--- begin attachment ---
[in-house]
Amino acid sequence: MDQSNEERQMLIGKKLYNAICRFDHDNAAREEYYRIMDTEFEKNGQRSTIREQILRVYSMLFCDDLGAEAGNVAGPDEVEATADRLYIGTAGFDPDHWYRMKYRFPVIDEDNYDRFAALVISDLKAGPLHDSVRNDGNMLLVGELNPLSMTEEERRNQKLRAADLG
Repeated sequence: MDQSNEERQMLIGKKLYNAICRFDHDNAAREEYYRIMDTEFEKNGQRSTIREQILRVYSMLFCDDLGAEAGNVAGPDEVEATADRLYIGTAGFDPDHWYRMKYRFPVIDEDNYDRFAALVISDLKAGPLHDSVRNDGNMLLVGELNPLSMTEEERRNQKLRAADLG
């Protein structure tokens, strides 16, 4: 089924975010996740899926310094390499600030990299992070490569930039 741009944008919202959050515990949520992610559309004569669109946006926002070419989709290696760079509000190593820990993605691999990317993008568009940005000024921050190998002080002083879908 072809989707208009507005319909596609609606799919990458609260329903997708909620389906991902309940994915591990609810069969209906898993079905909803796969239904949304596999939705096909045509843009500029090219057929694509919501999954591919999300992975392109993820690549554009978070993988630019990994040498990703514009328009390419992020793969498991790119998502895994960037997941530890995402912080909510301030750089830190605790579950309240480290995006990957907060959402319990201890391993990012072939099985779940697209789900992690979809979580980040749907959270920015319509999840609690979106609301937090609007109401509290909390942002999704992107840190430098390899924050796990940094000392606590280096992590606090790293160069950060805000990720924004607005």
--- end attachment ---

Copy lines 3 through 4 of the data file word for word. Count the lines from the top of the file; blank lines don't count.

Repeated sequence: MDQSNEERQMLIGKKLYNAICRFDHDNAAREEYYRIMDTEFEKNGQRSTIREQILRVYSMLFCDDLGAEAGNVAGPDEVEATADRLYIGTAGFDPDHWYRMKYRFPVIDEDNYDRFAALVISDLKAGPLHDSVRNDGNMLLVGELNPLSMTEEERRNQKLRAADLG
């Protein structure tokens, strides 16, 4: 089924975010996740899926310094390499600030990299992070490569930039 741009944008919202959050515990949520992610559309004569669109946006926002070419989709290696760079509000190593820990993605691999990317993008568009940005000024921050190998002080002083879908 072809989707208009507005319909596609609606799919990458609260329903997708909620389906991902309940994915591990609810069969209906898993079905909803796969239904949304596999939705096909045509843009500029090219057929694509919501999954591919999300992975392109993820690549554009978070993988630019990994040498990703514009328009390419992020793969498991790119998502895994960037997941530890995402912080909510301030750089830190605790579950309240480290995006990957907060959402319990201890391993990012072939099985779940697209789900992690979809979580980040749907959270920015319509999840609690979106609301937090609007109401509290909390942002999704992107840190430098390899924050796990940094000392606590280096992590606090790293160069950060805000990720924004607005």